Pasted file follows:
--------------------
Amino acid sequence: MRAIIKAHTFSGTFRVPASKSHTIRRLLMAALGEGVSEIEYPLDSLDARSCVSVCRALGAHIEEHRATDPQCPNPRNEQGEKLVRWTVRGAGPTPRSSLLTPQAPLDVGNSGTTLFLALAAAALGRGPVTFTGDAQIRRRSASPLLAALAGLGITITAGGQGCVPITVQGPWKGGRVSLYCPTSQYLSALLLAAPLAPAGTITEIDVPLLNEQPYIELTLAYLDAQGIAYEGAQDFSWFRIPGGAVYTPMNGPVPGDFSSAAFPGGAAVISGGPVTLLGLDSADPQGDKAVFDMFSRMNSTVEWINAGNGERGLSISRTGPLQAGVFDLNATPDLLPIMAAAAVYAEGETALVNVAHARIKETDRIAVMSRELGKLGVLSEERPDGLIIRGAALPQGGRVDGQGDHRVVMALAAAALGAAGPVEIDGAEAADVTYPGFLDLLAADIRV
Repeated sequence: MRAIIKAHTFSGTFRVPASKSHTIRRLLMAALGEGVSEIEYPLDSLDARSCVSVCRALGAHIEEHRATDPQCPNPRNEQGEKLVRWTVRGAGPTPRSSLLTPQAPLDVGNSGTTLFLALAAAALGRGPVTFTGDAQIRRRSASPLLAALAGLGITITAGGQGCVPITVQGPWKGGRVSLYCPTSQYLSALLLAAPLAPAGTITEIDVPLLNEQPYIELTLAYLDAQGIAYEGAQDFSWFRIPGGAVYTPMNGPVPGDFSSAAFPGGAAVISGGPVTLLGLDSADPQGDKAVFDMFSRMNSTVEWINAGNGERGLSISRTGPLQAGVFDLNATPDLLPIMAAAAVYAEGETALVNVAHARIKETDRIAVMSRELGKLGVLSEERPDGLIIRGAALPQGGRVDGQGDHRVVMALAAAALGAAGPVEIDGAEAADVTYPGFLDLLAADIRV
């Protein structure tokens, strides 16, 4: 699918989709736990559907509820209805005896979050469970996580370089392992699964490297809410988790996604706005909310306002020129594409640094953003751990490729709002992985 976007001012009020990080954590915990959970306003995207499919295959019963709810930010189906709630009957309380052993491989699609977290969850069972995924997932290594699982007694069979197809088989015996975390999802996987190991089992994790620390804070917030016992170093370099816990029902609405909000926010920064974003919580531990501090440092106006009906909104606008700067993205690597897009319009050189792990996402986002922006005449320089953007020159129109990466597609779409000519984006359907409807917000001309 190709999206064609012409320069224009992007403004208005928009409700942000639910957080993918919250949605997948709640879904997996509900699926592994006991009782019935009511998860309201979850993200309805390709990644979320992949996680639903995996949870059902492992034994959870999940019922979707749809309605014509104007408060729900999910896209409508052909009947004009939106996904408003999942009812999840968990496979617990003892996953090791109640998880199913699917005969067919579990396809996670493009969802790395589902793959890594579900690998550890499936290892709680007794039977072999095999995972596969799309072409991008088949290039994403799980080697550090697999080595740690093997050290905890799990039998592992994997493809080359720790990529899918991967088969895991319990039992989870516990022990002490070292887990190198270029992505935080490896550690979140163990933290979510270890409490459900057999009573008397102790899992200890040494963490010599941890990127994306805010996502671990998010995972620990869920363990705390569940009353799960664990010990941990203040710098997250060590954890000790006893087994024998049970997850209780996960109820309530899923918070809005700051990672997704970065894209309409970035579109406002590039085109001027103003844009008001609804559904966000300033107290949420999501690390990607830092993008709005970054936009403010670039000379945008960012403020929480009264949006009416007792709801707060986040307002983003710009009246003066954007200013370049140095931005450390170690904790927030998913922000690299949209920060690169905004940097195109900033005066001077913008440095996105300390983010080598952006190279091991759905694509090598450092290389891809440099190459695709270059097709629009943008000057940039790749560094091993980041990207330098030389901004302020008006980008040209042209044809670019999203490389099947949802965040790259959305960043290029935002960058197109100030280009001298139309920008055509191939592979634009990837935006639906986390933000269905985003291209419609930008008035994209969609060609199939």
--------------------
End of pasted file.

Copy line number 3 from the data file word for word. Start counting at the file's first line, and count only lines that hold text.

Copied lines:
């Protein structure tokens, strides 16, 4: 699918989709736990559907509820209805005896979050469970996580370089392992699964490297809410988790996604706005909310306002020129594409640094953003751990490729709002992985 976007001012009020990080954590915990959970306003995207499919295959019963709810930010189906709630009957309380052993491989699609977290969850069972995924997932290594699982007694069979197809088989015996975390999802996987190991089992994790620390804070917030016992170093370099816990029902609405909000926010920064974003919580531990501090440092106006009906909104606008700067993205690597897009319009050189792990996402986002922006005449320089953007020159129109990466597609779409000519984006359907409807917000001309 190709999206064609012409320069224009992007403004208005928009409700942000639910957080993918919250949605997948709640879904997996509900699926592994006991009782019935009511998860309201979850993200309805390709990644979320992949996680639903995996949870059902492992034994959870999940019922979707749809309605014509104007408060729900999910896209409508052909009947004009939106996904408003999942009812999840968990496979617990003892996953090791109640998880199913699917005969067919579990396809996670493009969802790395589902793959890594579900690998550890499936290892709680007794039977072999095999995972596969799309072409991008088949290039994403799980080697550090697999080595740690093997050290905890799990039998592992994997493809080359720790990529899918991967088969895991319990039992989870516990022990002490070292887990190198270029992505935080490896550690979140163990933290979510270890409490459900057999009573008397102790899992200890040494963490010599941890990127994306805010996502671990998010995972620990869920363990705390569940009353799960664990010990941990203040710098997250060590954890000790006893087994024998049970997850209780996960109820309530899923918070809005700051990672997704970065894209309409970035579109406002590039085109001027103003844009008001609804559904966000300033107290949420999501690390990607830092993008709005970054936009403010670039000379945008960012403020929480009264949006009416007792709801707060986040307002983003710009009246003066954007200013370049140095931005450390170690904790927030998913922000690299949209920060690169905004940097195109900033005066001077913008440095996105300390983010080598952006190279091991759905694509090598450092290389891809440099190459695709270059097709629009943008000057940039790749560094091993980041990207330098030389901004302020008006980008040209042209044809670019999203490389099947949802965040790259959305960043290029935002960058197109100030280009001298139309920008055509191939592979634009990837935006639906986390933000269905985003291209419609930008008035994209969609060609199939």